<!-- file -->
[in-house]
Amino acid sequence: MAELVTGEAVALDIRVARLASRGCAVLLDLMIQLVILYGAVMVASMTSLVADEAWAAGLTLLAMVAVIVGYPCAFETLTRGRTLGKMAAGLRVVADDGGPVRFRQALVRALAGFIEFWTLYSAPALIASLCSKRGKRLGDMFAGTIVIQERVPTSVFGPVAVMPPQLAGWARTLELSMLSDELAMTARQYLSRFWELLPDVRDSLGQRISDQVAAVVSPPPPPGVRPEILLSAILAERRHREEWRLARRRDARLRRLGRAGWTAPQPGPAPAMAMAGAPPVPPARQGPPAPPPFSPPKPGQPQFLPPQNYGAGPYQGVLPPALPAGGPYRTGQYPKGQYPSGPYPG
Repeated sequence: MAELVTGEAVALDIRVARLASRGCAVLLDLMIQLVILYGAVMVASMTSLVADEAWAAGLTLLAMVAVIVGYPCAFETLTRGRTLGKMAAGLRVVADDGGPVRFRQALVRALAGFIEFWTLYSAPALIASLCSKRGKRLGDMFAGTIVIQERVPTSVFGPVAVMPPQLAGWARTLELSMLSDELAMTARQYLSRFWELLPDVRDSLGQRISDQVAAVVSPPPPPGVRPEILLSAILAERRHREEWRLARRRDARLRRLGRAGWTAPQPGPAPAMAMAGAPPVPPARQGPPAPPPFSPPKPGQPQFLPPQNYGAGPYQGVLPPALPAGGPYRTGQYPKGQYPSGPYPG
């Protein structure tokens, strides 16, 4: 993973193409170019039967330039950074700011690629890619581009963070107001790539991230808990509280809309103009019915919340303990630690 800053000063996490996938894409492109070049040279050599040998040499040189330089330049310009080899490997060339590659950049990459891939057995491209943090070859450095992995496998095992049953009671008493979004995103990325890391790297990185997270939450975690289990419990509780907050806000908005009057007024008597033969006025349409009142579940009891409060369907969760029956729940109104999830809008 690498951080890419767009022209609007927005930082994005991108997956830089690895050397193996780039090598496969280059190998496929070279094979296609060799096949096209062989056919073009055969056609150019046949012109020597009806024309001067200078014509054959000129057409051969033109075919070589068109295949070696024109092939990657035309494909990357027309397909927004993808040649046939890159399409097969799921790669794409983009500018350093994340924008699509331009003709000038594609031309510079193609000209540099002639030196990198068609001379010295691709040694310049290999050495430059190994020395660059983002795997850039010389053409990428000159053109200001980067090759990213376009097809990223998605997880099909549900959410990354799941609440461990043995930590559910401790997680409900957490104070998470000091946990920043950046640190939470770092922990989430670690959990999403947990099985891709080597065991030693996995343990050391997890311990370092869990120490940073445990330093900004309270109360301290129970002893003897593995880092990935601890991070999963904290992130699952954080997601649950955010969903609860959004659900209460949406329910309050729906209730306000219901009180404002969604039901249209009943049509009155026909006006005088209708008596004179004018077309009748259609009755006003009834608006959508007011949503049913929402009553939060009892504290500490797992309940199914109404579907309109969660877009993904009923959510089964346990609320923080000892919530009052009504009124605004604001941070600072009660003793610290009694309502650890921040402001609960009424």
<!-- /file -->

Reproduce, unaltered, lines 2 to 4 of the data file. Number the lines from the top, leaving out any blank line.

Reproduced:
Amino acid sequence: MAELVTGEAVALDIRVARLASRGCAVLLDLMIQLVILYGAVMVASMTSLVADEAWAAGLTLLAMVAVIVGYPCAFETLTRGRTLGKMAAGLRVVADDGGPVRFRQALVRALAGFIEFWTLYSAPALIASLCSKRGKRLGDMFAGTIVIQERVPTSVFGPVAVMPPQLAGWARTLELSMLSDELAMTARQYLSRFWELLPDVRDSLGQRISDQVAAVVSPPPPPGVRPEILLSAILAERRHREEWRLARRRDARLRRLGRAGWTAPQPGPAPAMAMAGAPPVPPARQGPPAPPPFSPPKPGQPQFLPPQNYGAGPYQGVLPPALPAGGPYRTGQYPKGQYPSGPYPG
Repeated sequence: MAELVTGEAVALDIRVARLASRGCAVLLDLMIQLVILYGAVMVASMTSLVADEAWAAGLTLLAMVAVIVGYPCAFETLTRGRTLGKMAAGLRVVADDGGPVRFRQALVRALAGFIEFWTLYSAPALIASLCSKRGKRLGDMFAGTIVIQERVPTSVFGPVAVMPPQLAGWARTLELSMLSDELAMTARQYLSRFWELLPDVRDSLGQRISDQVAAVVSPPPPPGVRPEILLSAILAERRHREEWRLARRRDARLRRLGRAGWTAPQPGPAPAMAMAGAPPVPPARQGPPAPPPFSPPKPGQPQFLPPQNYGAGPYQGVLPPALPAGGPYRTGQYPKGQYPSGPYPG
């Protein structure tokens, strides 16, 4: 993973193409170019039967330039950074700011690629890619581009963070107001790539991230808990509280809309103009019915919340303990630690 800053000063996490996938894409492109070049040279050599040998040499040189330089330049310009080899490997060339590659950049990459891939057995491209943090070859450095992995496998095992049953009671008493979004995103990325890391790297990185997270939450975690289990419990509780907050806000908005009057007024008597033969006025349409009142579940009891409060369907969760029956729940109104999830809008 690498951080890419767009022209609007927005930082994005991108997956830089690895050397193996780039090598496969280059190998496929070279094979296609060799096949096209062989056919073009055969056609150019046949012109020597009806024309001067200078014509054959000129057409051969033109075919070589068109295949070696024109092939990657035309494909990357027309397909927004993808040649046939890159399409097969799921790669794409983009500018350093994340924008699509331009003709000038594609031309510079193609000209540099002639030196990198068609001379010295691709040694310049290999050495430059190994020395660059983002795997850039010389053409990428000159053109200001980067090759990213376009097809990223998605997880099909549900959410990354799941609440461990043995930590559910401790997680409900957490104070998470000091946990920043950046640190939470770092922990989430670690959990999403947990099985891709080597065991030693996995343990050391997890311990370092869990120490940073445990330093900004309270109360301290129970002893003897593995880092990935601890991070999963904290992130699952954080997601649950955010969903609860959004659900209460949406329910309050729906209730306000219901009180404002969604039901249209009943049509009155026909006006005088209708008596004179004018077309009748259609009755006003009834608006959508007011949503049913929402009553939060009892504290500490797992309940199914109404579907309109969660877009993904009923959510089964346990609320923080000892919530009052009504009124605004604001941070600072009660003793610290009694309502650890921040402001609960009424």